8) There are no HIV strains not detected by the duo test. Your test results are conclusive.

Given your herpes concerns, I'll add that HSV1 does not increase the risk of HIV if sexually exposed. Only HSV2 does that, according to numerous research studies.

Please note the forum does not permit repeated questions on the same topic or exposure. This being your fourth about this exposure, HIV, and HSV, it will have to be your last; future new questions along these lines will receive no reply and the posting fee will not be refunded. This policy is based on compassion, not criticism, and is intended to reduce temptations to keep paying for questions with obvious answers. In addition, experience shows that continued answers tend to prolong users' anxieties rather than reducing them. Finally, such questions have little educational value for other users, one of the forum's main purposes. Thanks for your understanding. 


26 months ago
Thank you doctor for your reply. I was reading commentary in this forum and other literature that hsv index values can provide insight as to how old an hsv infection is. In other words, index values generally are lower at the onset of infection, and get progressively higher as the body builds an antibody response. In my case, here is the progression of hsv1 index values post encounter:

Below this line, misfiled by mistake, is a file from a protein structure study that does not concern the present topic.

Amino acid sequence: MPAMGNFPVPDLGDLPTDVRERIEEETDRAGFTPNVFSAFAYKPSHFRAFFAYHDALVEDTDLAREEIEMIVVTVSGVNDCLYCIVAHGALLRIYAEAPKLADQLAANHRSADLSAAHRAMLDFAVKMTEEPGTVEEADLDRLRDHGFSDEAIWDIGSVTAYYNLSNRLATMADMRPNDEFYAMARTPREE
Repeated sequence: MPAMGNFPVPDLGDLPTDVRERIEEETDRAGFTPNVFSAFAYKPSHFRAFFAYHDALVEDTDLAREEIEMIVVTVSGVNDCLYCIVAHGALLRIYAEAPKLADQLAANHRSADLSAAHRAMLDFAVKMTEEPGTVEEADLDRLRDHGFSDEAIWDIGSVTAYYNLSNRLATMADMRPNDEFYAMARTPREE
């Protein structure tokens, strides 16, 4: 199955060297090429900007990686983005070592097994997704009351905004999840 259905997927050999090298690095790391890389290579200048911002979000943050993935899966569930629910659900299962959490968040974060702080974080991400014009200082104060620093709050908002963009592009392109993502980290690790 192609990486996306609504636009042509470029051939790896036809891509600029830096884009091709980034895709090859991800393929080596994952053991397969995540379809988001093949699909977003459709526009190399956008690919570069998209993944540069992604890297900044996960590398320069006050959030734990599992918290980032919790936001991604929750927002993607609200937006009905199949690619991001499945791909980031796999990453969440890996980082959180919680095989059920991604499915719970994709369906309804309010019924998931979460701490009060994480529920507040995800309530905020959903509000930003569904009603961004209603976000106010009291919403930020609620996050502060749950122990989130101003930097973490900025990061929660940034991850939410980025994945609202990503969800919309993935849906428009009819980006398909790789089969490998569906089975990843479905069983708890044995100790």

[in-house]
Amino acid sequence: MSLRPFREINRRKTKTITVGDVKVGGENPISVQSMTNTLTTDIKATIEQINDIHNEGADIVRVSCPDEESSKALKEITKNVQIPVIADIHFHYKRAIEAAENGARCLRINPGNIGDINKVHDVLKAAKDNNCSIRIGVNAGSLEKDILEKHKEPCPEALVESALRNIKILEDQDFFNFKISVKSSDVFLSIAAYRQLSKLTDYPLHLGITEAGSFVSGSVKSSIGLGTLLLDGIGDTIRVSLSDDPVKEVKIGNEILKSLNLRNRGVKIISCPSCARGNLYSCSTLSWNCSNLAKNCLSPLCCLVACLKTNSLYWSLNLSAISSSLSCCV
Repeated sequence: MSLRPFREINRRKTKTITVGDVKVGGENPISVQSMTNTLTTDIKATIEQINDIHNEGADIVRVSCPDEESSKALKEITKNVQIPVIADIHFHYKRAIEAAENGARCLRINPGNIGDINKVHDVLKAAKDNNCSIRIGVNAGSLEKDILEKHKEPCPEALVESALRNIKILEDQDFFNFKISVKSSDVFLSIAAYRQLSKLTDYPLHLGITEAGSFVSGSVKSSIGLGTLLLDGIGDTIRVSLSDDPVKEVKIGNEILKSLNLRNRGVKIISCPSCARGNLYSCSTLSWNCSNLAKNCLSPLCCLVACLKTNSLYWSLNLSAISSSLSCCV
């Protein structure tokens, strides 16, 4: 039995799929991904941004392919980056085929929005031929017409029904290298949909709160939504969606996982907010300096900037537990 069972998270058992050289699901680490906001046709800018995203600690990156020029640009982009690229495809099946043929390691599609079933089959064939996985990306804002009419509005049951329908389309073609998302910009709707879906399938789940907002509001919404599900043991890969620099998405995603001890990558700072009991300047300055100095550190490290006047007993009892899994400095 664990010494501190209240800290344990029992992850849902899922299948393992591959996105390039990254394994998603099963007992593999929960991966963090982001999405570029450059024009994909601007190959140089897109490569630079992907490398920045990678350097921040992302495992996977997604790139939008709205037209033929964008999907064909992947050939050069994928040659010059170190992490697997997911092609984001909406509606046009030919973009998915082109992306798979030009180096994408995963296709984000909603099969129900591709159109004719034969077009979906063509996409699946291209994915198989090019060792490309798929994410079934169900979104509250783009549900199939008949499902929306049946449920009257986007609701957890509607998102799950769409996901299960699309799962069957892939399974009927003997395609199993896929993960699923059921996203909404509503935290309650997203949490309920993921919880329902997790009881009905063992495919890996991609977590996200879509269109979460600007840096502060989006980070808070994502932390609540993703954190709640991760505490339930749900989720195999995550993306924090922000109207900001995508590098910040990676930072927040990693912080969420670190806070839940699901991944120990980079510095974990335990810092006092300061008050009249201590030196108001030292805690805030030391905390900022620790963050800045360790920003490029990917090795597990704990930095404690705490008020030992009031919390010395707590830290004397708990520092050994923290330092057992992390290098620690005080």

4 weeks - 6.03
8 weeks - 5.26
12 weeks - 6.28
16 weeks - 6.34

1) Would a four month old hsv1 infection yield an index value at 6?

2) Do these relatively stable values suggest a longstanding hsv1 infection prior to this encounter?

3) If my partner has an hsv1 index value of 51.2 four months post encounter, does that likely suggest hers is a longstanding infection older than four months, perhaps from childhood?

4) I am just trying to rule out the likelihood I contracted an hsv1 infection from my encounter and whether I subsequently gave to my partner, or if she already had it from long ago.

5) Any thoughts about potential reasons for persistent vaginal yeast and bv infection in an individual with no prior history of such and not reponding to medication?

Thanks in advance.
H. Hunter Handsfield, MD
H. Hunter Handsfield, MD
26 months ago
You're asking the same questions in different words. I haven't changed my mind. As for "commentary in this forum and other literature that hsv index values can provide insight as to how old an hsv infection is", that simply is untrue. See my reply above and concentrate this time.

1) Yes.

2) Yes, probably a longstanding infection.